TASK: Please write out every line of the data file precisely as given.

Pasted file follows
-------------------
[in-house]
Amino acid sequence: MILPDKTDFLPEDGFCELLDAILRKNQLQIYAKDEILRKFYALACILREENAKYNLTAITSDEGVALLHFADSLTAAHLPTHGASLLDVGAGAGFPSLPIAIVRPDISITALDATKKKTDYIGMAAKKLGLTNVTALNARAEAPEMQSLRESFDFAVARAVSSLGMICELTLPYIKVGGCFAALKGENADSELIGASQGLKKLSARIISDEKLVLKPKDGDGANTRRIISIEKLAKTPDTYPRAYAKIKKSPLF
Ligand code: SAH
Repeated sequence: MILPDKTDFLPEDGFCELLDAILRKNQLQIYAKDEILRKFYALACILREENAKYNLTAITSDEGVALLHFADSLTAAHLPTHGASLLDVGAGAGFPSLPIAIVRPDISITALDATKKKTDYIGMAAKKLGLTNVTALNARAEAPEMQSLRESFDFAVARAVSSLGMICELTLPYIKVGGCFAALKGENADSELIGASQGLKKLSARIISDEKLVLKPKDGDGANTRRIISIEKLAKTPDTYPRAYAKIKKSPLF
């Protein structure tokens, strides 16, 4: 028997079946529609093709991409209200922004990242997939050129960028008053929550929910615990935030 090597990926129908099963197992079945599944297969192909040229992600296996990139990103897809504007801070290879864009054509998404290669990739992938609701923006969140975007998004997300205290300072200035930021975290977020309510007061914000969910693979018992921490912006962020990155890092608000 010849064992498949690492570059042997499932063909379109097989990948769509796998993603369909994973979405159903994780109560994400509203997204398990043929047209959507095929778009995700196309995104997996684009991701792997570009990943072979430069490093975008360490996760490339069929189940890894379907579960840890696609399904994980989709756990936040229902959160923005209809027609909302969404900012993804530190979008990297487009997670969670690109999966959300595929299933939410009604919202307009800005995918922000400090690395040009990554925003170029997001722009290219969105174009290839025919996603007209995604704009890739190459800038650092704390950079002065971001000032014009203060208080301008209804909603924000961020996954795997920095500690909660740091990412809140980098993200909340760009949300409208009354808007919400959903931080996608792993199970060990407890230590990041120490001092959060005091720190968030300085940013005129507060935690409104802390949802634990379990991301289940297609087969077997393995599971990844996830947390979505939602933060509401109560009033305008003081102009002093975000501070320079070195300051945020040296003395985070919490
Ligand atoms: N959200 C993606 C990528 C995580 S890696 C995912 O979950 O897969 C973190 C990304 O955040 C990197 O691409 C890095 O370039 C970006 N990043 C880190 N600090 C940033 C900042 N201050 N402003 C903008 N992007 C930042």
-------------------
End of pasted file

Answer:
[in-house]
Amino acid sequence: MILPDKTDFLPEDGFCELLDAILRKNQLQIYAKDEILRKFYALACILREENAKYNLTAITSDEGVALLHFADSLTAAHLPTHGASLLDVGAGAGFPSLPIAIVRPDISITALDATKKKTDYIGMAAKKLGLTNVTALNARAEAPEMQSLRESFDFAVARAVSSLGMICELTLPYIKVGGCFAALKGENADSELIGASQGLKKLSARIISDEKLVLKPKDGDGANTRRIISIEKLAKTPDTYPRAYAKIKKSPLF
Ligand code: SAH
Repeated sequence: MILPDKTDFLPEDGFCELLDAILRKNQLQIYAKDEILRKFYALACILREENAKYNLTAITSDEGVALLHFADSLTAAHLPTHGASLLDVGAGAGFPSLPIAIVRPDISITALDATKKKTDYIGMAAKKLGLTNVTALNARAEAPEMQSLRESFDFAVARAVSSLGMICELTLPYIKVGGCFAALKGENADSELIGASQGLKKLSARIISDEKLVLKPKDGDGANTRRIISIEKLAKTPDTYPRAYAKIKKSPLF
């Protein structure tokens, strides 16, 4: 028997079946529609093709991409209200922004990242997939050129960028008053929550929910615990935030 090597990926129908099963197992079945599944297969192909040229992600296996990139990103897809504007801070290879864009054509998404290669990739992938609701923006969140975007998004997300205290300072200035930021975290977020309510007061914000969910693979018992921490912006962020990155890092608000 010849064992498949690492570059042997499932063909379109097989990948769509796998993603369909994973979405159903994780109560994400509203997204398990043929047209959507095929778009995700196309995104997996684009991701792997570009990943072979430069490093975008360490996760490339069929189940890894379907579960840890696609399904994980989709756990936040229902959160923005209809027609909302969404900012993804530190979008990297487009997670969670690109999966959300595929299933939410009604919202307009800005995918922000400090690395040009990554925003170029997001722009290219969105174009290839025919996603007209995604704009890739190459800038650092704390950079002065971001000032014009203060208080301008209804909603924000961020996954795997920095500690909660740091990412809140980098993200909340760009949300409208009354808007919400959903931080996608792993199970060990407890230590990041120490001092959060005091720190968030300085940013005129507060935690409104802390949802634990379990991301289940297609087969077997393995599971990844996830947390979505939602933060509401109560009033305008003081102009002093975000501070320079070195300051945020040296003395985070919490
Ligand atoms: N959200 C993606 C990528 C995580 S890696 C995912 O979950 O897969 C973190 C990304 O955040 C990197 O691409 C890095 O370039 C970006 N990043 C880190 N600090 C940033 C900042 N201050 N402003 C903008 N992007 C930042």